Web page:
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2017 Conference Speakers Announced

The speaker roster is now confirmed for “Good, Fast, Cheap: Printed Words and Images in America before 1900” our joint conference with the American Antiquarian Society. APHA’s forty-second annual conference will be held at the American Antiquarian Society in Worcester, Massachusetts. Registration and other information are still in development. Please stay tuned.

Music Engraving Tools?

Jude Lubrano from  J & J Lubrano Music Antiquarians, rare book & manuscript dealers specializing in music, is seeking information about a set of engraving tools that she acquired a decade ago at an auction in Germany. [Read more]

ISO: Photos of Mass Printing Technology, Early 1900s

 Via the contact form:

I am writing on behalf of MontanaPBS. We are currently working on a documentary about CM Russell & The American West. For this, we are looking to acquire photos of mass printing technology from early 1900s. 
We are looking for the tools used during this time as well as some wide shots of them being used in newsrooms etc. Do you have any photos that fit these descriptions or know where we can continue our search?

I look forward to hearing from you at your earliest convenience.
Maria Anderson

ISO: Ink containers circa 1900-05

Via the Contact form:

I am doing some research for a current project on printing. I need to know the type of vessel ink came in at a 1900-1905 commercial printer’s shop. I would like a visual showing what it would have looked like. For example, the ink used in printing a newspaper at that time.

Brenda White


Share a Story with APHA

The APHA website is now accepting short articles on lesser known aspects of the history of printing and related arts and crafts, including calligraphy, typefounding, typography, papermaking, bookbinding, illustration, and publishing. Texts must be original but are not required to be scholarly. (That need is well met by APHA’s journal Printing History.) The website editor will consider biographical sketches, tales of provenance, professional reminiscences, as well as preliminary research. All are encouraged to submit—APHA members and nonmembers, students and non-academics, the trained and self-taught—by contacting the editor.

Tour of North Berkeley Printers’ Row!

Saturday, June 10, 2017, from 11 a.m. to 3 p.m.

Join APHA NorCal as we stroll around North Berkeley and visit some of the local print shops. We will see the studios of Norman McKnight, David Lance Goines, Richard Seibert, and Li Jiang, and we will be treated to a delicious lunch along the way.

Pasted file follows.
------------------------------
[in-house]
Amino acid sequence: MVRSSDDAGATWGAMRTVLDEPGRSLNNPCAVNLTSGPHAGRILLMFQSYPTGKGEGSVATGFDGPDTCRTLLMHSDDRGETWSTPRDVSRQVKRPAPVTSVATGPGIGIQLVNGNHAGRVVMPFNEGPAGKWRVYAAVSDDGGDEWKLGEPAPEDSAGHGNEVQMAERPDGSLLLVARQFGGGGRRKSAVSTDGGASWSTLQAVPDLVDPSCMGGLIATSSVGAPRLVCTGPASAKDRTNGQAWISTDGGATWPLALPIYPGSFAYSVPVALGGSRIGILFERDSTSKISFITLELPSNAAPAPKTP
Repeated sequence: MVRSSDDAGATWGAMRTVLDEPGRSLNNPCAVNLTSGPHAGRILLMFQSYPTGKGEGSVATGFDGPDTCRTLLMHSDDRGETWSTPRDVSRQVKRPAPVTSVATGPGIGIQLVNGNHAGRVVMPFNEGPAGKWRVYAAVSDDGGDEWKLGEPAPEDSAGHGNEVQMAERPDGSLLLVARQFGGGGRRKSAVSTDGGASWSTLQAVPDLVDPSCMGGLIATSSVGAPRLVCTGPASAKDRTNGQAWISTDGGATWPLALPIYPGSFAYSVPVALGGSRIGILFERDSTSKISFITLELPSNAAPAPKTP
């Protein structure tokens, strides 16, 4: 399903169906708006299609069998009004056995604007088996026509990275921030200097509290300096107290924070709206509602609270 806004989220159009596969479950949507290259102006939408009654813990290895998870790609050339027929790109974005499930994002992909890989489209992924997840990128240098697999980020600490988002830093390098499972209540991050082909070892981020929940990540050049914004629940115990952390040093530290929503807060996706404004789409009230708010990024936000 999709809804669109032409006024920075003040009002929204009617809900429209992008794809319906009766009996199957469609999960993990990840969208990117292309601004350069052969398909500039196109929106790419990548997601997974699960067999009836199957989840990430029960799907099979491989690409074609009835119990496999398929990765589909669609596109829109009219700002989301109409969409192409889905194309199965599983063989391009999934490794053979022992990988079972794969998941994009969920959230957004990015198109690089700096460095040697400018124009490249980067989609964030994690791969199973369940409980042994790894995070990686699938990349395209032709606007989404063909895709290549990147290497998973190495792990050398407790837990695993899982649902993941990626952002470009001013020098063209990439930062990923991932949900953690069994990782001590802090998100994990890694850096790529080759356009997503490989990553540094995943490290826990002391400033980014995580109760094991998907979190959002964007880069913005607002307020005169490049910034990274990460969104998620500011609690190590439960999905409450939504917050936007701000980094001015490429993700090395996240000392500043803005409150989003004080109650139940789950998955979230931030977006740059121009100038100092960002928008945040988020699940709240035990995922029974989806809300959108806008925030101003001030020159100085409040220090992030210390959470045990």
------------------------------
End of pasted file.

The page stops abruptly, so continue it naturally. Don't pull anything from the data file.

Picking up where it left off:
This tour is strictly limited to the first 15 people who sign up! Be sure to renew your APHA NorCal membership, if you haven’t already, and sign up here today!

ISO: Scrapbooks Assembled by the Brad Stephens Co.

APHA member, designer and design historian, Paul Shaw, is looking for information on the whereabouts of three scrapbooks of paper company advertising designs (ca. 1911–1928) assembled by the Brad Stephens Co. of Boston.


ISO: A Layman’s Book About the History of Printing

Via the contact form:

I am at the Tubac Presidio State Park in Arizona. We have a chance to create a small exhibit on the history of printing. Is there a good, not very technical book you would recommend we can reference? We need to impart general knowledge for the average museum goer.


Adam Ramage and his One-pull Common Press

Robert Oldham

The first known one-pull Common press made by Adam Ramage, now at Juniata College, Huntingdon, Pennsylvania. This undated photo was used by Phillip Gaskell in his census of wooden presses published in the Journal of the Printing Historical Society in 1970. (Trinity College Library, Cambridge University)

While I was collecting hand press information for my book, A Field Guide to North American Hand Presses and Their Manufacturers, I encountered a number of Ramage Common presses, among them the two described herein that have larger platens than usual. I became intrigued by this anomaly and began searching for information that might support the idea that Adam Ramage, the first true manufacturer of printing presses in the USA, had tried enlarging the capacity of his wooden presses to make them more competitive with the incipient iron hand presses.  [Read more]

ISO: Ink Toxicity

Via the contact form:

My family operated an off set printing machine in our home from approximately 1958 to 1965. My mother printed civil defense cards and later CB cards. She used various colors of ink. I am trying to find out what toxins were in the ink as well as the solvents used to clean the printing press.